Motivational speaker Jim Rohn once said, “I find it fascinating that most people plan their vacations with better care than they plan their lives. Perhaps it’s because escape is easier than change.”
Success psychologists say that 95% – 97% of the people in the world do NOT have written goals and fail, while 3-5% have written goals and succeed.
If these statistics are correct, then Mr Rohn’s observation really IS quite fascinating isn’t it?
Unfortunately for most people, the odds for success are actually even lower, because out of the few people who do set goals, most don’t take goal setting seriously, they don’t do it scientifically and they only do it once a year.
Goal setting is so important, that I always teach goal setting and mind dynamics first, and only THEN, do I teach nutrition and training second.
It doesnt matter how much you know about nutrition or exercise. Until specialized fitness knowledge is linked with goals and directions, the knowledge is useless and you won’t accomplish very much or keep the changes long term.
In fact, I devoted the entire first chapter of my book, Burn the Fat, Feed the Muscle, to the subject of goals and constructive “mind programming” for successful, permanent behavior change.
I’ve also studied neuro linguistic programming (NLP) for many years and more recently spent many months researching the latest information about neuroscience to see just how much of the traditional self help and goal setting wisdom is actually backed by brain research.
As you start thinking about your goals for 2007 right Now, I’d like to help you start the year off right by sharing two very valuable, science based tips on acheiving your goals:
SCIENTIFIC GOAL SETTING TIP #1: Repetition is an effective way to “plant” a goal in the non-conscious mind
Why don’t most resolutions stick? Psychology and neuroscience today are giving us the answers.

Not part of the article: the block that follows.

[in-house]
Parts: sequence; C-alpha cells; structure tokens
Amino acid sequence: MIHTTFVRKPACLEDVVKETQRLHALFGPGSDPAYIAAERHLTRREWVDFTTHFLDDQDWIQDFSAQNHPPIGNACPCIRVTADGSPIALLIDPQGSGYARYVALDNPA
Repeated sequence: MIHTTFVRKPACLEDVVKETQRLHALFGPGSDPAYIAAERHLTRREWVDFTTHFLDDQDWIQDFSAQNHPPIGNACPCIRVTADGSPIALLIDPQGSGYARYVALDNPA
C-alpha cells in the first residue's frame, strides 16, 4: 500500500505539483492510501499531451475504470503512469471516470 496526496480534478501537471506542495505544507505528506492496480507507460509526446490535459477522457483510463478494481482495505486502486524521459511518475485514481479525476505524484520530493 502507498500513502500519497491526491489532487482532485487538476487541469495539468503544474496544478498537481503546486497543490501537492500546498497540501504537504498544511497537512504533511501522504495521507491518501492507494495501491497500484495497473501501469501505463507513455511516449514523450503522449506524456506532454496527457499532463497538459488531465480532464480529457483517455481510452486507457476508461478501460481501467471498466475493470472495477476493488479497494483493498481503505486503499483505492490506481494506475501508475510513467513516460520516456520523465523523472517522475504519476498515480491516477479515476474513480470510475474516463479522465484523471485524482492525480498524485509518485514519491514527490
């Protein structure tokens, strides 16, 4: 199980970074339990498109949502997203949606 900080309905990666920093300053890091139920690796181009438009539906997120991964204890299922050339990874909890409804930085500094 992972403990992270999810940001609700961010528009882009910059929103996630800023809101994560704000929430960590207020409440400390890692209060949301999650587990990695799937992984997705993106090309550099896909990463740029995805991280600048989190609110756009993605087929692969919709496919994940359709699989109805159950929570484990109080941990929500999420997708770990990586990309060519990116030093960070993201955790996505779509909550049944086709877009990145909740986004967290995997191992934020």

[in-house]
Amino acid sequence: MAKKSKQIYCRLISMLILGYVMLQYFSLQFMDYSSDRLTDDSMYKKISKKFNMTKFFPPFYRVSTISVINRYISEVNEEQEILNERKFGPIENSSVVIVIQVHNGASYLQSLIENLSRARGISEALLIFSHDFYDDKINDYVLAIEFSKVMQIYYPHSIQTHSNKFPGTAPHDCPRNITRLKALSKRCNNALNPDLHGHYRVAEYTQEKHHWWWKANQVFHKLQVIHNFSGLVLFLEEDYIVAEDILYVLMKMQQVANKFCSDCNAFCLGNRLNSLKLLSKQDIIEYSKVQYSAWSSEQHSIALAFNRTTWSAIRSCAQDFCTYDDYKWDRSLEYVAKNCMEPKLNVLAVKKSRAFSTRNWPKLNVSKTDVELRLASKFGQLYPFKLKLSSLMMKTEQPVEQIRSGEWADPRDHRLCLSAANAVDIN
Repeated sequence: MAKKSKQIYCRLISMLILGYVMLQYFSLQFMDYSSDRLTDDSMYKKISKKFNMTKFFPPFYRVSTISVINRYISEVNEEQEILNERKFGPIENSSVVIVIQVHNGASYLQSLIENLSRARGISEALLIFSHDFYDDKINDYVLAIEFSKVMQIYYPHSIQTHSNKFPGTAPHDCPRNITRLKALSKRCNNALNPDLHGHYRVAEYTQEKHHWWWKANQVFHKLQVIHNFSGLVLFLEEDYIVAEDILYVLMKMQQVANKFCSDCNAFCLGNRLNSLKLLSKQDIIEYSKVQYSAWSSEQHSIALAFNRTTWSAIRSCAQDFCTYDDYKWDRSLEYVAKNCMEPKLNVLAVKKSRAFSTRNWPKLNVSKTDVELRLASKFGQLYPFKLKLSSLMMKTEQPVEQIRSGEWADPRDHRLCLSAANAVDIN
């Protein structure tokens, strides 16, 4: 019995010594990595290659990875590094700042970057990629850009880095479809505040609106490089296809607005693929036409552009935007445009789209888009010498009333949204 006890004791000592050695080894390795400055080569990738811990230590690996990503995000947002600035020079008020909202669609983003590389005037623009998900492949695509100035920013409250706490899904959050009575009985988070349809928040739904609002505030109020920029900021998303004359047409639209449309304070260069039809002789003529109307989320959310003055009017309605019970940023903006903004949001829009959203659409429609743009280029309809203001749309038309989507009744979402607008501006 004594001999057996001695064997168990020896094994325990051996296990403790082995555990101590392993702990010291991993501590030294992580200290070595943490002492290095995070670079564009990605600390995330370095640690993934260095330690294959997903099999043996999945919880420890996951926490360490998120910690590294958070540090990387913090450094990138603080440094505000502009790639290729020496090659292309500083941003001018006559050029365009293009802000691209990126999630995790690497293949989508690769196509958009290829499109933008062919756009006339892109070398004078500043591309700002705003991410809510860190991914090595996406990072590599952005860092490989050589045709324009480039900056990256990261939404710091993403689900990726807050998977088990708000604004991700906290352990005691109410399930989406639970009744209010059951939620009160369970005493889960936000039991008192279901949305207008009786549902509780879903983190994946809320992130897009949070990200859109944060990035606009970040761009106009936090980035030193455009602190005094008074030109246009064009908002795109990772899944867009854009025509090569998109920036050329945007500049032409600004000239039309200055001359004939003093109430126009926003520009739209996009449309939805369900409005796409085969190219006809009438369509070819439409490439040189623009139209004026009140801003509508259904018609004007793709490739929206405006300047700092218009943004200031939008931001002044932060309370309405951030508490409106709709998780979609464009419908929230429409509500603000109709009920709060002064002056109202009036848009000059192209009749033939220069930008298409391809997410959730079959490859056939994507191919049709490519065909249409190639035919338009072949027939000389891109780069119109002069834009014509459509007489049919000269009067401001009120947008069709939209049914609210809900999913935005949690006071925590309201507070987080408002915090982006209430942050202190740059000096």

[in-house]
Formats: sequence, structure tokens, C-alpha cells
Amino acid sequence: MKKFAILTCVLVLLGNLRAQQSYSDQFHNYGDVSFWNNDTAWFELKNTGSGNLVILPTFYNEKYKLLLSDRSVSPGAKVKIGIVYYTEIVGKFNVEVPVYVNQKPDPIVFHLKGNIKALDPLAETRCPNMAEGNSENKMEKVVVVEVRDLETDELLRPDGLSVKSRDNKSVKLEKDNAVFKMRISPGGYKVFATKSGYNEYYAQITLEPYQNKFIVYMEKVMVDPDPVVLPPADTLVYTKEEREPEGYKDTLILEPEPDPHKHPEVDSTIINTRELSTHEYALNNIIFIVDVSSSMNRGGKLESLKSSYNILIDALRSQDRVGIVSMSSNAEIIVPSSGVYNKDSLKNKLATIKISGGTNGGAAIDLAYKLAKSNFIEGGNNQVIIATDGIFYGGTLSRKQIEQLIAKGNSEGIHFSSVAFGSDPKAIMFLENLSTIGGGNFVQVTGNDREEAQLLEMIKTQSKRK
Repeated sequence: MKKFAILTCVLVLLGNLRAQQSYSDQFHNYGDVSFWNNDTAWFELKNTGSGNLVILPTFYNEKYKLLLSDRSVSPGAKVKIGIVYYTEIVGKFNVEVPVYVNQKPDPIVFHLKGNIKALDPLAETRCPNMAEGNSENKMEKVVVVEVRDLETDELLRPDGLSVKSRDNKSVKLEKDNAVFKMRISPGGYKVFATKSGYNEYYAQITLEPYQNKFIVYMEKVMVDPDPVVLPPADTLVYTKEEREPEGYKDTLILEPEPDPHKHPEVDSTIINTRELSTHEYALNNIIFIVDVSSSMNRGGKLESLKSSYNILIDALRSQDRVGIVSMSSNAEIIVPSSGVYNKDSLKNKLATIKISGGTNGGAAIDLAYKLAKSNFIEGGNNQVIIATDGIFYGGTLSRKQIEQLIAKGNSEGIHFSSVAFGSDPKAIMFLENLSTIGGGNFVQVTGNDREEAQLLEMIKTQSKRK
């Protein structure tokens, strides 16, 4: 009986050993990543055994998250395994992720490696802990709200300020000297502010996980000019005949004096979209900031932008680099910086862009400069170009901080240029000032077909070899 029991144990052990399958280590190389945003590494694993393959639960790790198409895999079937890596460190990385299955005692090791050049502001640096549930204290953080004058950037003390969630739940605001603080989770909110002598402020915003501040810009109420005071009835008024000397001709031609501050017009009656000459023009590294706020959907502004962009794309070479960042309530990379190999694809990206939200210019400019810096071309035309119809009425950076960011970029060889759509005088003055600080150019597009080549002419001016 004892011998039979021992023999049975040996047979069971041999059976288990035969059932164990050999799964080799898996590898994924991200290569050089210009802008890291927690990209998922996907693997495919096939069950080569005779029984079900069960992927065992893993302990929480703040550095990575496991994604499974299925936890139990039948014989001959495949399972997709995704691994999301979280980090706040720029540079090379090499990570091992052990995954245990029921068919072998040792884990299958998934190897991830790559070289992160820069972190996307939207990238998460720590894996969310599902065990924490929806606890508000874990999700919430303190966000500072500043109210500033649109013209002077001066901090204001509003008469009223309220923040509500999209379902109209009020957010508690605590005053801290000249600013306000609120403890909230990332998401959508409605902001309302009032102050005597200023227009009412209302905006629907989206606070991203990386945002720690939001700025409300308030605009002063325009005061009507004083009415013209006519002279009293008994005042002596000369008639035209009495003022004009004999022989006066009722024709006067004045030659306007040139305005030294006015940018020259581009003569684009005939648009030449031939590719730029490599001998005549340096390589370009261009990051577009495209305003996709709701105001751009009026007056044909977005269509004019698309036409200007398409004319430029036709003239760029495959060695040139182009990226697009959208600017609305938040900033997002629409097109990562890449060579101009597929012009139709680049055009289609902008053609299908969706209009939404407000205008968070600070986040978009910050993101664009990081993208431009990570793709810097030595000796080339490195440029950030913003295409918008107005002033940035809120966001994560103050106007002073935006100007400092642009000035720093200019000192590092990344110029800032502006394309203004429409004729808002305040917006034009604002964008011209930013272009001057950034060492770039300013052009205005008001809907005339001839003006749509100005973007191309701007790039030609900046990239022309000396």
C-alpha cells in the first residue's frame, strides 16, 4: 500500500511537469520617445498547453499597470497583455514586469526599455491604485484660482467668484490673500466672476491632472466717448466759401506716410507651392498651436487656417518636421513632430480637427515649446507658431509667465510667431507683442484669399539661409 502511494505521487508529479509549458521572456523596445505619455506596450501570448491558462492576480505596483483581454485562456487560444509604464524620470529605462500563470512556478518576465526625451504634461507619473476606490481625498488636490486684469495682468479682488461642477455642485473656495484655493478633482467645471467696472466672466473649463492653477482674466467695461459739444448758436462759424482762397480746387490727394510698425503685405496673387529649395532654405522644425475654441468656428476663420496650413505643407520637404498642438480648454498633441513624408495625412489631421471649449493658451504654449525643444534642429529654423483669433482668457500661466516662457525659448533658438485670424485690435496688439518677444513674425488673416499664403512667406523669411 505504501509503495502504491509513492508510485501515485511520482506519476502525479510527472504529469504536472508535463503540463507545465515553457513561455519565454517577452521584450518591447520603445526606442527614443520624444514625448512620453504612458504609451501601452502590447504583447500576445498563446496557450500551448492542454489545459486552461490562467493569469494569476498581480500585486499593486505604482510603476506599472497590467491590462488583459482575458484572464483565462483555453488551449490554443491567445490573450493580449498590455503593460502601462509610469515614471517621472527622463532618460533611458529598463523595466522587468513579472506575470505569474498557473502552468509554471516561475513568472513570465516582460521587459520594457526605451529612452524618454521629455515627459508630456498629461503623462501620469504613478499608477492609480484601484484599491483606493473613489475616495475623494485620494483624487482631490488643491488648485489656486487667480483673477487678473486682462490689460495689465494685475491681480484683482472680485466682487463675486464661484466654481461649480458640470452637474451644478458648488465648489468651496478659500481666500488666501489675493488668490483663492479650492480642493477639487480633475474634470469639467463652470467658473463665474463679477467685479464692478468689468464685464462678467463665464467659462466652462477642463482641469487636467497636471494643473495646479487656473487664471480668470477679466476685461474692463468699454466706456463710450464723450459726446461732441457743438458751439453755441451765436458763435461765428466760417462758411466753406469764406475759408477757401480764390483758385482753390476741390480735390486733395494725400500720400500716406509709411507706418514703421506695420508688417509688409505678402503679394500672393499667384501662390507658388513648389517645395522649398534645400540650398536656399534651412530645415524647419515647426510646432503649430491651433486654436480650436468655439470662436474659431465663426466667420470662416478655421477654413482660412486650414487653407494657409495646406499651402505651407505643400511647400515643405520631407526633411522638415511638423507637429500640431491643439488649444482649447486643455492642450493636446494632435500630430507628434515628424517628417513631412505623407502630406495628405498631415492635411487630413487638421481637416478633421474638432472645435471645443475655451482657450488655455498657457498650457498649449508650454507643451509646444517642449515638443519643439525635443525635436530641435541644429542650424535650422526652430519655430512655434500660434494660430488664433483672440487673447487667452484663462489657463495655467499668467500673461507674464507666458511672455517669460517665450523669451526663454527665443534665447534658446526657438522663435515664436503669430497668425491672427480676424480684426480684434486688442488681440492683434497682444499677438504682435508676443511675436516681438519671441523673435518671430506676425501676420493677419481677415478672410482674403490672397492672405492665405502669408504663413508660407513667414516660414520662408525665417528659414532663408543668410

Thanks to new technologies in brain imaging, such as PET scans, SPECT scans and functional MRI’s, we can now actually see your thoughts as electrochemical impulses and we can see the formation of new neural connections in real time right before our eyes.
We can also see where, geographically, in your brain, a particular type of thought is occuring.
most importantly, we can see how long it takes to form strong neural patterns and what types of stimuli cause the patterns to form more quickly
Here’s what we’ve discovered:
Setting a goal once is a conscious activity. Willpower is also a conscious activity. But research has shown that at least 5/6 of your brain power is in the non conscious mind and that the information and instructions that reach the non conscious mind are responsible for your automatic behavior.
Some pyschologists believe that 95% of our behaviors are unconscious and automatic… more commonly known as habits.
Long term behavior changes don’t take place when you set goals one time as with most new years resolutions. There’s an old saying in “self help” circles that it takes at least 21-30 days to form a habit. This has now been proven to be fairly accurate on a neurological basis.
New neural patterns begin to form only after they’ve been repeated enough times. They continue to strengthen with further repetition. If you make resolutions on January 1st and you don’t continue to repeat and reinforce your desire for those “goals,” no new neural connection is formed, no new habits are formed, no new behaviors are formed….
Your resolutions wither away and die and any results obtained through willpower (trying to force the new behaviors through conscious effort), are quickly lost when you slip back to your old ways.